Oli mul kord … / Once I Had …
15/10/2019 – 13/11/2019
Kraam artist-run space
Artist-talk 6 pm
Vernissage 7 pm
The exhibition’s title, Once I Had…, refers to the transience of possession, convenience of over-consumption and other self-destructive implications of human behavior on the future of Earth.
Once I Had.. is a conceptual continuation of Britta Benno recent solo exhibition „Dystopic Tallinn“. In this project the apocalyptic landscape scenery is site-specifically depicted with the Mustamäe district’s panel houses, as they are located in the vicinity of the artist run-space Kraam.
Benno invited American artist Heather Beardsley to this project, as they met while during an artist residency in Vienna, where they were coincidentally both depicting dystopian landscapes. The works relate not only through imagery, but also materially and technically. There are many common links between the two artists: Benno and Beardsley both use nostalgic found objects, collage-like layering, printmaking and transfer methods, and inconvenient materials combinations. Benno draws, prints or animates water or fire on her dystopian landscapes, Beardsley sews or embroiders volumetric flora on top of photographic cityscapes.
„Life in Mustamäe has been lasting for thousands of years. /…/ It has been digged up pieces of undecored cheramics from the dune sand, that has came probably from aboriginal campfire site.“
Once I had a flat in Mustamäe. In the far distant posthuman future the only reminder of this once safe urban district are sparsely scattered panel houses. The Mustamäe territory has transformed into a dreamy mountainous landscape. Future creatures use the blockhouses as shelters.
And the Earth is on fire. My installation is a mix of the future fiction and present living – worrying of the crackling disappearance of healthy living environment. The Amazon rainforest is burning, Siberia is burning, the climate is warming, the ocean is acidifying, the news is becoming ever more alarming.
But watching an open fire is calming. Campfire gives warmth and light. A fireplace is a safe place in the middle of a dangerous forest as the flat in Mustamäe is a nest to hide in the middle of horrible world.
There is even a special TV-channel dedicated to a fireplace.
All-burning fire is eternal, beginning and end.
With an installation combining drawing straight on a wall and an animation I experiment the peripheries of visual art mediums, constructing layers over and above each other as printmaking layers. Orchestra of objects, sound, wall-drawing and flat-animation projection performs another etude of apocalyptic urban landscape. This time Tallinn burns.
Britta Benno is a drawing and printmaking artist living and working in Tallinn. She is interested in various techniques and materials and the new perspectives that appear when they are contrasted and combined. Currently, she is studying for a doctorate at the Estonian Academy of Arts, her PhD-in-Practice research is about Estonian contemporary women printmakers: spaces, mediums, identities. www.brittabenno.com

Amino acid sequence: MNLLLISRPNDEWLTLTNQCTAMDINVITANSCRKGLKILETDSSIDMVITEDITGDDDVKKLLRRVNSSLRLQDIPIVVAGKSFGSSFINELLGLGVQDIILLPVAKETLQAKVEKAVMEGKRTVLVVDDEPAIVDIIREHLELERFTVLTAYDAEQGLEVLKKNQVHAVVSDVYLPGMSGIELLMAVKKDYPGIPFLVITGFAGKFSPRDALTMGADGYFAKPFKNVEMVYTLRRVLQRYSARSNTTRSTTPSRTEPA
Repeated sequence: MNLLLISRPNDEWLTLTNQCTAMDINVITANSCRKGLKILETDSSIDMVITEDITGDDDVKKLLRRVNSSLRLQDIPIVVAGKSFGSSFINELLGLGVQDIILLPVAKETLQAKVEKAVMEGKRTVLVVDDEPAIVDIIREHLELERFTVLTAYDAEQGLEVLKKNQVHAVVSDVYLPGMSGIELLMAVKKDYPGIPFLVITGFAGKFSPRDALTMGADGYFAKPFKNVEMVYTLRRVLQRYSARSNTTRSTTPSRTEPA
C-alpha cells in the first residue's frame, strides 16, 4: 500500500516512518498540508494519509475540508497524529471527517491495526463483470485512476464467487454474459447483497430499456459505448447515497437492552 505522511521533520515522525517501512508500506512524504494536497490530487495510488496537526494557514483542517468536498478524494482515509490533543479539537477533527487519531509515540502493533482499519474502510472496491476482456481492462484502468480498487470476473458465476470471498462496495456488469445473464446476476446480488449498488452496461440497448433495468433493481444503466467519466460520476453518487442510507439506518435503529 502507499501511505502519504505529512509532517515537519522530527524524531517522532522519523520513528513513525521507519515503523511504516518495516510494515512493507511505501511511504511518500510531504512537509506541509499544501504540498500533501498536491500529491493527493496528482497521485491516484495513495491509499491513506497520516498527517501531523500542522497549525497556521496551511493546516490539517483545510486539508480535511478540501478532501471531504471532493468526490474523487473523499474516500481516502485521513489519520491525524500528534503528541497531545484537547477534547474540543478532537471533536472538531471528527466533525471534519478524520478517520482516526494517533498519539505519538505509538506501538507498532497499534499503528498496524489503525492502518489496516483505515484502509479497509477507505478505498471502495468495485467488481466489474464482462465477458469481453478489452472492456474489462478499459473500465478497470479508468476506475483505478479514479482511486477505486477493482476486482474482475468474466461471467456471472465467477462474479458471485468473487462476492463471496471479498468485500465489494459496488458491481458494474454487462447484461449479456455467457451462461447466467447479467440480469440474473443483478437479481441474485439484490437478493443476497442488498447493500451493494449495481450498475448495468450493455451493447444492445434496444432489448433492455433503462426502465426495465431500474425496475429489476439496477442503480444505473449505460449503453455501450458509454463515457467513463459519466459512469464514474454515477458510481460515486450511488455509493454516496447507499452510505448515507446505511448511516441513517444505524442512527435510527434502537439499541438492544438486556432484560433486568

In December 2017 I visited Pripyat, witnessing how over the past thirty years since the man-made disaster, the Chernobyl meltdown, nature has grown up to dominate the man-made structures. I began to embroider photographs of the city with plants overtaking the people and buildings. Over the past year and a half, I have added images to this series with each new city my art has taken me to, including Budapest, Vienna, Beijing and Kyiv. Although presented in a whimsical fashion, using an intimate scale and a “feminine” craft technique like embroidery, on closer examination the implications of these pieces become more sinister. As plants seemingly grow uncontrollably through the buildings and streets, people are either absent or oblivious to the situation. Viewers are left to wonder about this change in dynamic, what preceded it, and what will prevent it. The resulting works exist in an ambiguous space: a shift in the dynamic has clearly occurred, but nature has fought back and new life has grown from it.
For the work in this exhibition, I have added images of Tallinn to this series, but also expanded it by adding architectural imagery and plant embroideries into found embroidery on traditional Estonian linens. These linens evoke domesticity and the feeling of home, heightened by their installation in relation to an armchair and coffee tables, re-creating a living room tableau. Yet the apocalyptic imagery depicted on the textiles creates a dissonance which, combined with the absence of actual people in the scene, that raises unsettling questions about what happened to the former residents. The installation’s placement opposite the dystopian animation by Britta Benno heightens these feelings, the burning sounds coming from the speakers that could create a feeling of comfort and nostalgia while looking at the domestic scene, become more ominous as one turns around to see housing complexes on fire. Does this scene represent the last vestiges of a lost society about to be permanently erased by the inferno outside?
Heather Beardsley is an American visual artist. In 2016-2017 she was awarded an International Artist Scholarship by the Ministry of Science and Culture of Lower Saxony, Germany. She received her MFA from the School of the Art Institute of Chicago in Fibers and Material Studies in 2015. She has exhibited work throughout the United States and Europe, as well as the UK, Austria, Germany, and Slovakia. www.heatherbeardsley.com
The exhibition and Kraam artis-run space is supported by the Cultural Endowment of Estonia.